Yesterday, Ben Smith quoted a conservative lawyer offering a way the Supreme Court’s conservative majority may think about striking down the Affordable Care Act. Essentially, this lawyer said, they think that the last 70 years of the Court’s interpretation of the Constitution’s commerce clause, which underlies much of what the modern American government does, is a giant fraud perpetrated by liberals. Even though they know they can’t toss out that last 70 years all at once, they have no problem finding some ridiculous justification for striking down the ACA, no matter whether they really believe it or not. “You have built a fantasy mansion on the Commerce Clause,” the lawyer tells Smith. “You can hardly blame us if, in one wing of this mansion, down a dusty corridor, we build a fantasy room called ‘inactivity,’ lock the door, and don’t let you in.” None of us have any way of knowing if this is what the justices are actually thinking, persuasive as it sounds. But there’s something going on among liberal commentators, both those who think the Court will strike down the ACA and those who think they might uphold it, to try to look through the oral arguments in the case and in recent decisions to determine, not necessarily the outcome of the decision, but the reasoning that might accompany it. This, I fear, is fruitless.
I’ll get to why in a second, but here are a couple of good examples just from yesterday. At TPM, Sahil Kapur looks at Justice Roberts’ concurrence in a recent case to suggest that he may be particularly sensitive to preserving the Court’s integrity and reputation, which could lead him to be reluctant to take such a partisan action as overturning the signature legislation of a president from the other party. Jonathan Bernstein, in a post not far from the position I’m taking, says, “The core problem here is that those who want a pre-New Deal reading of the Commerce Clause and the rest of the Constitution want to impose something that, in practical terms, would be highly unpopular, affecting laws such as the minimum wage. There’s really no easy way to do what conservative judicial activists want to do. And that leaves them with options that are going to look, to most people, very arbitrary.” But I really don’t think they care.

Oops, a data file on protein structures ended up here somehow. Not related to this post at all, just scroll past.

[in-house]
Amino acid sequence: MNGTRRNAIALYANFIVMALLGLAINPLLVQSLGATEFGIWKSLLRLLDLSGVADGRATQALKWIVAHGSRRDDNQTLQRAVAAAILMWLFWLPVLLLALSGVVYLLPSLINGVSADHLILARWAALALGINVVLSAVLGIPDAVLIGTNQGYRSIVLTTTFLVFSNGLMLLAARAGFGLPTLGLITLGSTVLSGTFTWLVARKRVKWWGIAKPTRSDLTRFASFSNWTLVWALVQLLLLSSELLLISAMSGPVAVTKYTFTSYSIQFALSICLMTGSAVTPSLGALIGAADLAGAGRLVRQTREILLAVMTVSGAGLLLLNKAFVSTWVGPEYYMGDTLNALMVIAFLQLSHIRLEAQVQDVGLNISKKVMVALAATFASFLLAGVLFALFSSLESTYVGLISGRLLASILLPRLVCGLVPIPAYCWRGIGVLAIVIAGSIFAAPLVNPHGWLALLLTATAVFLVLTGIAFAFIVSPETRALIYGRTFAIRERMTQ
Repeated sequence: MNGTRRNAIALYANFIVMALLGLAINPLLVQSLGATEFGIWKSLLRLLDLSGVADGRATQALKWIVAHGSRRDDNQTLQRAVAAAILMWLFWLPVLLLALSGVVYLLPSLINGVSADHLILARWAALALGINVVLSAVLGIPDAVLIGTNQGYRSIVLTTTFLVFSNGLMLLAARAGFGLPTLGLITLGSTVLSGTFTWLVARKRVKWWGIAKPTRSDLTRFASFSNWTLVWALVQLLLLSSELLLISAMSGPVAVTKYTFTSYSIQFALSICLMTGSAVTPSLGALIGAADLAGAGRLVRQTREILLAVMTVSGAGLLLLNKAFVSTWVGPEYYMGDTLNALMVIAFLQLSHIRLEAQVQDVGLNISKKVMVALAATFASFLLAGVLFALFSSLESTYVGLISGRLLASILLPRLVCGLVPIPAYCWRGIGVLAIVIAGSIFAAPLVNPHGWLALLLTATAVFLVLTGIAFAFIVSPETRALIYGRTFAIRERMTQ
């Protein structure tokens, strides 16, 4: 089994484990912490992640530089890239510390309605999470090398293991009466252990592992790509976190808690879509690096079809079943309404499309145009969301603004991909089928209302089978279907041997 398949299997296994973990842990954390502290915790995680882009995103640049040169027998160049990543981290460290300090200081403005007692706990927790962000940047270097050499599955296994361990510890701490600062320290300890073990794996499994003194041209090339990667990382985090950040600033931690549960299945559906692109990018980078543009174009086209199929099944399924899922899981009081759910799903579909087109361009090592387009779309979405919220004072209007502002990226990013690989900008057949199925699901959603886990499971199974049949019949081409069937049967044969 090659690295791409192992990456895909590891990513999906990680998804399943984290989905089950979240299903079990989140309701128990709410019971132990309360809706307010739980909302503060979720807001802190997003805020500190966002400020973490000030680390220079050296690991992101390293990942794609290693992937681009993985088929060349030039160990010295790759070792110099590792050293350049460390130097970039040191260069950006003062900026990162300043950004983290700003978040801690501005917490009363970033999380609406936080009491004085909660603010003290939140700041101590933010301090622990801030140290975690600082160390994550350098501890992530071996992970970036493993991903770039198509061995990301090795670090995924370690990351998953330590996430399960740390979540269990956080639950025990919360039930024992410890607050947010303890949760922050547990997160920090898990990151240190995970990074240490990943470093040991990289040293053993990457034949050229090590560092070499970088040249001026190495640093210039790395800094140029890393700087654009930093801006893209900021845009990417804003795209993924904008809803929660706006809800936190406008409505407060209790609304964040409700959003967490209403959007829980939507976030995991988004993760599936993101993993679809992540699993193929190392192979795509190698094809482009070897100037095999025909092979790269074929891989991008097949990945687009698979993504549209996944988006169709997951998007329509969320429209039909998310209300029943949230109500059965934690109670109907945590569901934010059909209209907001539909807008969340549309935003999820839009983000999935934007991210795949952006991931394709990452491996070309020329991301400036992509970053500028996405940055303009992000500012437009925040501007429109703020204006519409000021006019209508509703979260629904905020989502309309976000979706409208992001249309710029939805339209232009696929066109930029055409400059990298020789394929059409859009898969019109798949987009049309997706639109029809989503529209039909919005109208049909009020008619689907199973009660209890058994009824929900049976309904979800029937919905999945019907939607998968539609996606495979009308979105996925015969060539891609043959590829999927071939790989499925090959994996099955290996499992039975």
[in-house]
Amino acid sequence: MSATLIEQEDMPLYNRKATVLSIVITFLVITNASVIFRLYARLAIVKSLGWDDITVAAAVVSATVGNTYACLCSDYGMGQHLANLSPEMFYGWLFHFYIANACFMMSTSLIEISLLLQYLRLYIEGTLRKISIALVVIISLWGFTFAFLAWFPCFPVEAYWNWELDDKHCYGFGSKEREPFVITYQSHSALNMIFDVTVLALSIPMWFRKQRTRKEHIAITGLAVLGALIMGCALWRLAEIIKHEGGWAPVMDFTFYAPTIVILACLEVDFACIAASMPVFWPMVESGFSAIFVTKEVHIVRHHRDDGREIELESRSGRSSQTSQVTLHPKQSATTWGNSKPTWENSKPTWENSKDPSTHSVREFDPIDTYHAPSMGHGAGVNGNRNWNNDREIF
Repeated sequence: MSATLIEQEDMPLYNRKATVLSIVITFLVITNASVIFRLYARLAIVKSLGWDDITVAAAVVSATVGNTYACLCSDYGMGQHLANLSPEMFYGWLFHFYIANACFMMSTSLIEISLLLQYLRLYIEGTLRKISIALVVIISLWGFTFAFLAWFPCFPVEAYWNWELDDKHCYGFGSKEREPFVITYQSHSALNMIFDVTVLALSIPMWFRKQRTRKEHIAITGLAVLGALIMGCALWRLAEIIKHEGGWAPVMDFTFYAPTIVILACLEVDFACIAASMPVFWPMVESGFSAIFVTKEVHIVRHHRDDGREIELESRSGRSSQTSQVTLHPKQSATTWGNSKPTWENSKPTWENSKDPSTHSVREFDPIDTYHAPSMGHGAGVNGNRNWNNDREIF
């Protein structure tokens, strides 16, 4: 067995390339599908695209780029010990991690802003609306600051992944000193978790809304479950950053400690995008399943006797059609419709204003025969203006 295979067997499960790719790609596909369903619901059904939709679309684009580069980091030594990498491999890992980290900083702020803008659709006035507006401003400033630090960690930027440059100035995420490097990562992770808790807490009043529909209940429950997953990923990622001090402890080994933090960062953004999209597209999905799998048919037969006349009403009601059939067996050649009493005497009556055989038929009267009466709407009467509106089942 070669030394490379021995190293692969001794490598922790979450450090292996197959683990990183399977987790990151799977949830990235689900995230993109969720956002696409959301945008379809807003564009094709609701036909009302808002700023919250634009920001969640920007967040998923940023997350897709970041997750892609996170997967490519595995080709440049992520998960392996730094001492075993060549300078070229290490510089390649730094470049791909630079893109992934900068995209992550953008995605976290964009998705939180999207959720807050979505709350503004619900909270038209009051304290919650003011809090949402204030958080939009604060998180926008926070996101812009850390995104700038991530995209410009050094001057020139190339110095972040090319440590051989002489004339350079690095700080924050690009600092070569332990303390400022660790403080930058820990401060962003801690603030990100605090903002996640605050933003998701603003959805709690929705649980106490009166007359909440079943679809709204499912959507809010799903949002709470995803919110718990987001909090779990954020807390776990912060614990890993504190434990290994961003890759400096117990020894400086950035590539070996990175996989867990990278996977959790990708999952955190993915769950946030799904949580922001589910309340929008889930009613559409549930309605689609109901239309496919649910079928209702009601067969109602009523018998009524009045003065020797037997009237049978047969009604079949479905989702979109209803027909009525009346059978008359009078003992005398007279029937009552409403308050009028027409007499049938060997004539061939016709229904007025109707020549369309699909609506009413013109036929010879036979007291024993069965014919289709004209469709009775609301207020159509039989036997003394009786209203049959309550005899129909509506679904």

If the Court’s conservatives do strike down the ACA, the reasoning they’ll use to do so is irrelevant. That’s the whole point of having a Court like this one: it’s all about the outcome. Let’s recall the most revealing line in the Bush v. Gore decision: “Our consideration is limited to the present circumstances, for the problem of equal protection in election processes generally presents many complexities.” In other words, don’t even think about ever trying to use this case as precedent for anything, because we don’t even believe what we’re saying. And the Roberts Court is even more conservative and partisan than the Court that decided Bush v. Gore was. William Rehnquist was replaced by Roberts (not much difference there), and the centrist Sandra Day O’Connor was replaced by the hard-right Samuel Alito. They would be more than happy to hang their invalidation of the ACA on the novel “inactivity” justification, then never consider the rationale again. Imagine there was some future piece of conservative legislation passed by a Republican president and Congress that regulated “inactivity” in some similar way, and liberals sued to overturn it. Is there anyone of any ideology who actually believes the conservatives on this Court would say, “Well, we’ll have to be consistent about this”? Of course they wouldn’t. The outcome is the only thing that matters.
So it isn’t that they’ll build a room called “inactivity” down that dusty corridor and lock the door. It would be more accurate to say that they’ll grab the nearest unlabeled closet and cram the ACA inside, leaving no room for anything else before they shove the door closed and break off the key in the lock. Then they’ll never look at the closet again, unless it serves the purpose of striking down more progressive legislation.
By: Paul Waldman, The American Prospect, April 9, 2012